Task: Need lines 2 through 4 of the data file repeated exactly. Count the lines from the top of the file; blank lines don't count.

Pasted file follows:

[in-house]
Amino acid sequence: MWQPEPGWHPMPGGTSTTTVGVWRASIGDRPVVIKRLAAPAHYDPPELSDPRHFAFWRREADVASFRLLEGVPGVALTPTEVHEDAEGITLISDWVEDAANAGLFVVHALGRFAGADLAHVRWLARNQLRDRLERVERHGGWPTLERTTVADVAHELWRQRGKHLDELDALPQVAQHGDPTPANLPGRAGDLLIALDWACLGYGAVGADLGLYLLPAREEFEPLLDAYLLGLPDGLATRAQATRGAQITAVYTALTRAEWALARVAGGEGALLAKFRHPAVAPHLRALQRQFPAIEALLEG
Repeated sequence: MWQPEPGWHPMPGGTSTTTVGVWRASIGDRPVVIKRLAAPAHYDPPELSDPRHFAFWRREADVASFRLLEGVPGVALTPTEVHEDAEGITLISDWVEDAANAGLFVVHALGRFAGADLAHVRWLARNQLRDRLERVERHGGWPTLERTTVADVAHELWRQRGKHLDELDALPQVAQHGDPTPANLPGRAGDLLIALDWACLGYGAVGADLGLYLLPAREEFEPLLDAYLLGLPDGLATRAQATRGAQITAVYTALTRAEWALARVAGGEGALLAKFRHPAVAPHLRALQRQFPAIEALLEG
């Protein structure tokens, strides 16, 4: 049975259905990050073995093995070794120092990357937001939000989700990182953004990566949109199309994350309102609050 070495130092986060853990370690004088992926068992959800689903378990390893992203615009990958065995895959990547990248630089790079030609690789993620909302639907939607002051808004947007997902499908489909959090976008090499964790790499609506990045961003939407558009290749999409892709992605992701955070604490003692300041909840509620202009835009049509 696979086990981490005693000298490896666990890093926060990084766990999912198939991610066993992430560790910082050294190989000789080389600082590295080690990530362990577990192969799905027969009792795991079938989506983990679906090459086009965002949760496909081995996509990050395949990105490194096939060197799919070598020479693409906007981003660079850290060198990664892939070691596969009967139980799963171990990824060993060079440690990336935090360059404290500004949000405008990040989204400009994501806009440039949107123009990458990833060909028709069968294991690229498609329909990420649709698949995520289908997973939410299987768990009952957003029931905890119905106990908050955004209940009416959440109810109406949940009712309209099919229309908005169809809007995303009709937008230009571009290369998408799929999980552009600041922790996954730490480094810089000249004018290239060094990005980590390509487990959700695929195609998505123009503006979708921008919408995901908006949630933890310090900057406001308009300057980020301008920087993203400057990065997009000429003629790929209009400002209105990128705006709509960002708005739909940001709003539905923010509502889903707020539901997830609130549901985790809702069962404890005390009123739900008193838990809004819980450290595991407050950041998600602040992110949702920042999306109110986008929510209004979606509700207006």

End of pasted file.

Amino acid sequence: MWQPEPGWHPMPGGTSTTTVGVWRASIGDRPVVIKRLAAPAHYDPPELSDPRHFAFWRREADVASFRLLEGVPGVALTPTEVHEDAEGITLISDWVEDAANAGLFVVHALGRFAGADLAHVRWLARNQLRDRLERVERHGGWPTLERTTVADVAHELWRQRGKHLDELDALPQVAQHGDPTPANLPGRAGDLLIALDWACLGYGAVGADLGLYLLPAREEFEPLLDAYLLGLPDGLATRAQATRGAQITAVYTALTRAEWALARVAGGEGALLAKFRHPAVAPHLRALQRQFPAIEALLEG
Repeated sequence: MWQPEPGWHPMPGGTSTTTVGVWRASIGDRPVVIKRLAAPAHYDPPELSDPRHFAFWRREADVASFRLLEGVPGVALTPTEVHEDAEGITLISDWVEDAANAGLFVVHALGRFAGADLAHVRWLARNQLRDRLERVERHGGWPTLERTTVADVAHELWRQRGKHLDELDALPQVAQHGDPTPANLPGRAGDLLIALDWACLGYGAVGADLGLYLLPAREEFEPLLDAYLLGLPDGLATRAQATRGAQITAVYTALTRAEWALARVAGGEGALLAKFRHPAVAPHLRALQRQFPAIEALLEG
């Protein structure tokens, strides 16, 4: 049975259905990050073995093995070794120092990357937001939000989700990182953004990566949109199309994350309102609050 070495130092986060853990370690004088992926068992959800689903378990390893992203615009990958065995895959990547990248630089790079030609690789993620909302639907939607002051808004947007997902499908489909959090976008090499964790790499609506990045961003939407558009290749999409892709992605992701955070604490003692300041909840509620202009835009049509 696979086990981490005693000298490896666990890093926060990084766990999912198939991610066993992430560790910082050294190989000789080389600082590295080690990530362990577990192969799905027969009792795991079938989506983990679906090459086009965002949760496909081995996509990050395949990105490194096939060197799919070598020479693409906007981003660079850290060198990664892939070691596969009967139980799963171990990824060993060079440690990336935090360059404290500004949000405008990040989204400009994501806009440039949107123009990458990833060909028709069968294991690229498609329909990420649709698949995520289908997973939410299987768990009952957003029931905890119905106990908050955004209940009416959440109810109406949940009712309209099919229309908005169809809007995303009709937008230009571009290369998408799929999980552009600041922790996954730490480094810089000249004018290239060094990005980590390509487990959700695929195609998505123009503006979708921008919408995901908006949630933890310090900057406001308009300057980020301008920087993203400057990065997009000429003629790929209009400002209105990128705006709509960002708005739909940001709003539905923010509502889903707020539901997830609130549901985790809702069962404890005390009123739900008193838990809004819980450290595991407050950041998600602040992110949702920042999306109110986008929510209004979606509700207006």